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When I began to seriously focus on submitting my writing to literary journals, I was schooled on the concept that it takes about one hundred rejections to get an acceptance.
Since submitting to one hundred journals takes a lot of research work, I began working with a really awesome service that helps me target submissions and keep track of rejections. Over the past several years, I have found that the one hundred rejection rule is pretty much true.
What this means is that I now get A LOT of rejections. In those first years most submissions were done by regular mail so I’d often have a mailbox crammed with rejection notices.
Now most submissions are done electronically and it is my email inbox that is filled to overflowing with rejection slips. They tend to come in waves. None for a while then six or eight at a time. Rejections usually show up when I’m having a really crappy day.
Receiving a pile of rejections just makes everything SO much better.
When I started getting that many rejection notices, it hurt at first. Each one was a tiny “ouch” and made me sad. Who could reject my perfect little carefully crafted babies?
Over time, I became immune to the sheer volume of no-thank-yous. The skin hardens a bit, the outlook toughens and now I just shrug and say “okay” and move on.
It’s what makes those occasional acceptances that much more sweet. A barrage of no and then a glowing, shiny, joyful yes.
Since I have had the good fortune to receive quite a few acceptances, my submission service has been trying to up my game a little bit.
By up my game, I mean in addition to the regular submissions to a lot of fine magazines that no one has heard of, they have been adding a few more well-known and highly regarded journals to my submission list.
I’m not quite up to the point of hitting up the New Yorker for publication, but names on the list recently include McSweeney’s, Harvard Review, Zoetrope and The Paris Review.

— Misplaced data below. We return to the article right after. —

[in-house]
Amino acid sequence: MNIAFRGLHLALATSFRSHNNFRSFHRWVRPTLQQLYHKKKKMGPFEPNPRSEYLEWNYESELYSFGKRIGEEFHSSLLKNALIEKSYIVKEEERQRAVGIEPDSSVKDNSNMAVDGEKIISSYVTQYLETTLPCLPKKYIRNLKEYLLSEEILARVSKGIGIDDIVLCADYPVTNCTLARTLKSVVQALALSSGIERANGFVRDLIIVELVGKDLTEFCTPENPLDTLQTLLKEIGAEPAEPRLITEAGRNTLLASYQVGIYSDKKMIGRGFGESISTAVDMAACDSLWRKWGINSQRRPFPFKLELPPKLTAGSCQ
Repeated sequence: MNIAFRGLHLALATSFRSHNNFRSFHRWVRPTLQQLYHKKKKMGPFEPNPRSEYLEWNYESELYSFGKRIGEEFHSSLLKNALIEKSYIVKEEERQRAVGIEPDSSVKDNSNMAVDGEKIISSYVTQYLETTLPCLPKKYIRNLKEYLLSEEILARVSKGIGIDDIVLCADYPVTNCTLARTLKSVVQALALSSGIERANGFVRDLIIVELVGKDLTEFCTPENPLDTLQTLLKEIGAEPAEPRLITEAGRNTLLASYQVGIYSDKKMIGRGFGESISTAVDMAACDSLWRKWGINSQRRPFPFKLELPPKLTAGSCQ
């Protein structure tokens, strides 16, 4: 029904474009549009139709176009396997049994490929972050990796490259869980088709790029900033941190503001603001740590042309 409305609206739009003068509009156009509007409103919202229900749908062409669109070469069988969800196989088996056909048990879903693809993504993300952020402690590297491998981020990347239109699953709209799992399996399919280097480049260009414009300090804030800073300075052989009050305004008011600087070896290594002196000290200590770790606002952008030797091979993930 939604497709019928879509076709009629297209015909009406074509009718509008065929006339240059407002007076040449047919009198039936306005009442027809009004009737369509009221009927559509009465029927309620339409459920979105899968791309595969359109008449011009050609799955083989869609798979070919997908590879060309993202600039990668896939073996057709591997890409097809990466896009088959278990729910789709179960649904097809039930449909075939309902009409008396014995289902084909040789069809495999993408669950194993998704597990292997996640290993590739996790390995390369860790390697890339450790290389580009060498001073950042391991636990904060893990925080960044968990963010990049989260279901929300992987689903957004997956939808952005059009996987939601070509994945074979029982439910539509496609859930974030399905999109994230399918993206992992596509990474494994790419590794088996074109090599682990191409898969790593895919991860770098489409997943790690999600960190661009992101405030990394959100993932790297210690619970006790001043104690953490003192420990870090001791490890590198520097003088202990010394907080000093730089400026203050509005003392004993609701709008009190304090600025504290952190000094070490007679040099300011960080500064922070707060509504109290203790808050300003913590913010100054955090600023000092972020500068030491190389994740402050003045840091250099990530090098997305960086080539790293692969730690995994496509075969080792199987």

I always giggle just a little when I hit “submit” on those queries. That’s because the odds of my work seeing the light of such highly regarded and high circulation magazines is pretty slim. That said, you don’t hit a home run if you don’t swing at a few pitches. So I swing away.
The Good Man has a different view on the rejection process. He is always happy to see the rejections in the mailbox. His firm belief is that if they are saying no then at least they considered my work, if even for a moment.
He especially loves the so-called “good” rejections. The slips that have a personal note from the editor, or say something like “while we were unable to use this particular story, we’d like to see more work from you.”
Those good rejections are a tiny bit of bread to a starving writer. Those few words are enough to keep me working hard to get to yes.
Anyhow, all of this was on my mind as this morning I sorted through a stack of mail and opened a couple rejection slips. I can recognize them right away because when I do paper submissions, I include a self addressed stamped envelope.
When my own envelope returns to me, it’s almost always a no. Almost. I did get an acceptance one time in my SASE. I’d neglected to open it for almost two weeks and couldn’t believe it when I did open it. That was a nice surprise.
Anyhow, this morning’s envelope had a postmark from New York and inside resided the tiniest sliver of paper. What I estimate to be about one-eighth of a sheet of paper.
It’s from The Paris Review. A highly revered title.